Ant Group‘s initial public offering (IPO) could be delayed by six months and its valuation reduced by quite a lot after its delay this week, a report from the Financial Times says, as new regulations come into play.
Shares for China’s biggest financial technology group were set to raise $37 billion in a double IPO, with Ant Group listing on both Shanghai and Hong Kong, in what would have been the biggest IPO on record.
However, Shanghai Stock Exchange put the stop to the listing on Tuesday night (Nov. 3), one day after Beijing debuted a set of regulations that would have forced Ant Group to re-do its business model. According to lawyers involved with Ant Group’s proceedings, the company would have to respond to Chinese regulators’ demands and submit a new IPO prospectus in Hong Kong. That, according to Ant Group, could take as much as six months.
The draft regulations could end up being a serious change for Ant Group, which has a lending business drawing around 40 percent of its sales from the first half and impact the company’s valuation. Under the rules, internet platforms are required to provide at least 30 percent of their funding for loans at Rmb300,000, or $44,843, or a third of a borrower’s annual salary — whichever is the lesser number.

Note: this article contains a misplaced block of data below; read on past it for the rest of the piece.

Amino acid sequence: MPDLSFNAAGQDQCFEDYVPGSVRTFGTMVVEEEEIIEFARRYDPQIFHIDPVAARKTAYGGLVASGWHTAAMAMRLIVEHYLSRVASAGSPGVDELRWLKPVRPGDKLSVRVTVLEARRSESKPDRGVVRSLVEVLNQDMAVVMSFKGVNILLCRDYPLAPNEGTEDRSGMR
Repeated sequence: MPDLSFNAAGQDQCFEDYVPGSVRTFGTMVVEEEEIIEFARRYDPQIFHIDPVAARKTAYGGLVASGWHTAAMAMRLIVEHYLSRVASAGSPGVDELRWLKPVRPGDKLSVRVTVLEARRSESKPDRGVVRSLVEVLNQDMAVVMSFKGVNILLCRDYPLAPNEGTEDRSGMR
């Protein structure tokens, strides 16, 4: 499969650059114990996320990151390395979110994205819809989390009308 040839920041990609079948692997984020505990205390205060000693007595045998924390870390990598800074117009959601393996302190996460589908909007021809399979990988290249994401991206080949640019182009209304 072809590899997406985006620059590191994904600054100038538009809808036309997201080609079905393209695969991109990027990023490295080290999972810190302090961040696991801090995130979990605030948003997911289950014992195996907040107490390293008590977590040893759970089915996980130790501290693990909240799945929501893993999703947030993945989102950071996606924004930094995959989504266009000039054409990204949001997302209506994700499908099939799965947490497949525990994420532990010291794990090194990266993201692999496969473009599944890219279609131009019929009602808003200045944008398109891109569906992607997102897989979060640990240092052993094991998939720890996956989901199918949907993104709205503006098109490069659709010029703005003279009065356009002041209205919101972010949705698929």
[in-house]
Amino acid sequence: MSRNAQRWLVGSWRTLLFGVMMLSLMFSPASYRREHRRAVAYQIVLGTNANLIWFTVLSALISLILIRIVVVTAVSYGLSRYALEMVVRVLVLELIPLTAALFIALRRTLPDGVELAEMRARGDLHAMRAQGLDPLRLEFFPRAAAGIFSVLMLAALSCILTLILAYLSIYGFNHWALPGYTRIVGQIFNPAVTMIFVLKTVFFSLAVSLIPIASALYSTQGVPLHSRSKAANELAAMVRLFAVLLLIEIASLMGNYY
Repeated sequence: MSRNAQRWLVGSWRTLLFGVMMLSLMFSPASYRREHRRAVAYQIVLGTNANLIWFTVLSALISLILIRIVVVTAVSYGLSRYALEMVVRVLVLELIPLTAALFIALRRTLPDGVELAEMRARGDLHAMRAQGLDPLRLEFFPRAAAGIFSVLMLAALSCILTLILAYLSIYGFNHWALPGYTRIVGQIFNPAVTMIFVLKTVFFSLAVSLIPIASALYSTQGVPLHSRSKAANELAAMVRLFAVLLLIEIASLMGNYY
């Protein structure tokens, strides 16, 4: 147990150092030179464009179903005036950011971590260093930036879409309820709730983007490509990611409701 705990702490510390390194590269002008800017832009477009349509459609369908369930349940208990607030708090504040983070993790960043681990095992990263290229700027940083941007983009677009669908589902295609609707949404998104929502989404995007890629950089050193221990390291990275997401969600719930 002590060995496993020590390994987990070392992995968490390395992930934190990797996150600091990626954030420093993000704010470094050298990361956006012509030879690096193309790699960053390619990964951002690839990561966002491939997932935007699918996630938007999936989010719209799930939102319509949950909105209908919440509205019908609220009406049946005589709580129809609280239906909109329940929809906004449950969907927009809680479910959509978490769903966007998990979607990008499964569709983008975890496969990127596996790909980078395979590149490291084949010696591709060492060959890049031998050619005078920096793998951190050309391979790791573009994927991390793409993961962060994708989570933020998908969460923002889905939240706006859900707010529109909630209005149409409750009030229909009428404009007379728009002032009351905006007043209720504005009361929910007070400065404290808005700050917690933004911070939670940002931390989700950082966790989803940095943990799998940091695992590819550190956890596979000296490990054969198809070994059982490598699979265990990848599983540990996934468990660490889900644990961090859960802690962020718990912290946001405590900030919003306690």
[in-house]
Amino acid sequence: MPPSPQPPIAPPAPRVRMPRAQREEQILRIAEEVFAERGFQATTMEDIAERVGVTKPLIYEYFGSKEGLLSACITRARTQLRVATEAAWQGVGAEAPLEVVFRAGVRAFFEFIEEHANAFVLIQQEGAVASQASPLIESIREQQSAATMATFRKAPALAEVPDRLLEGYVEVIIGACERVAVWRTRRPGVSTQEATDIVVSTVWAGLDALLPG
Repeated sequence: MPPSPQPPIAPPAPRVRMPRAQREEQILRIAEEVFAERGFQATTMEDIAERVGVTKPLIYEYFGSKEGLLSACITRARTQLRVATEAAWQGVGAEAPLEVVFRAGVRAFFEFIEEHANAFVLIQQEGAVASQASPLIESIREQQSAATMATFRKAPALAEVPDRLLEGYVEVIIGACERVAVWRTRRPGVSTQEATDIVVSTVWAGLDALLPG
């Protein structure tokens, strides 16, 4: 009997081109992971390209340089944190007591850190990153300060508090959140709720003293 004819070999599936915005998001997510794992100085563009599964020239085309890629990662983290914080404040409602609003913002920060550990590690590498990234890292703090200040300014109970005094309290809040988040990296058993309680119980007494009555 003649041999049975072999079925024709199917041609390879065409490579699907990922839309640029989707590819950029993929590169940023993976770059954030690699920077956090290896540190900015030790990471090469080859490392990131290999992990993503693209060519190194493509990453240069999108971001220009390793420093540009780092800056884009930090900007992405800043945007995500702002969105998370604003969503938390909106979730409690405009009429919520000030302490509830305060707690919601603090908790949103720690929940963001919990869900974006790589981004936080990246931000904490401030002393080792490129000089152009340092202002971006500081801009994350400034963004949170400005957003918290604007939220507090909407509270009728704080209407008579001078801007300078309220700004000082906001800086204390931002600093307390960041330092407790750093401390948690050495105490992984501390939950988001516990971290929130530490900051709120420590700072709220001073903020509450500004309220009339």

The changes, according to FT, could pose a significant difference for Ant’s risk profile, as the company currently works as a high-tech matchmaker between banks and borrowers. The publication said the shift in regulations could force Ant to operate more like a bank, which is a highly regulated sector.
The IPO suspension, PYMNTS reported, likely came from the top sector of the Chinese government, possibly even from president Xi Jinping, according to unnamed sources speaking with the Financial Times. The news outlet said officials in Beijing were concerned about the massive investor interest in the IPO, which they worried could impact the public markets.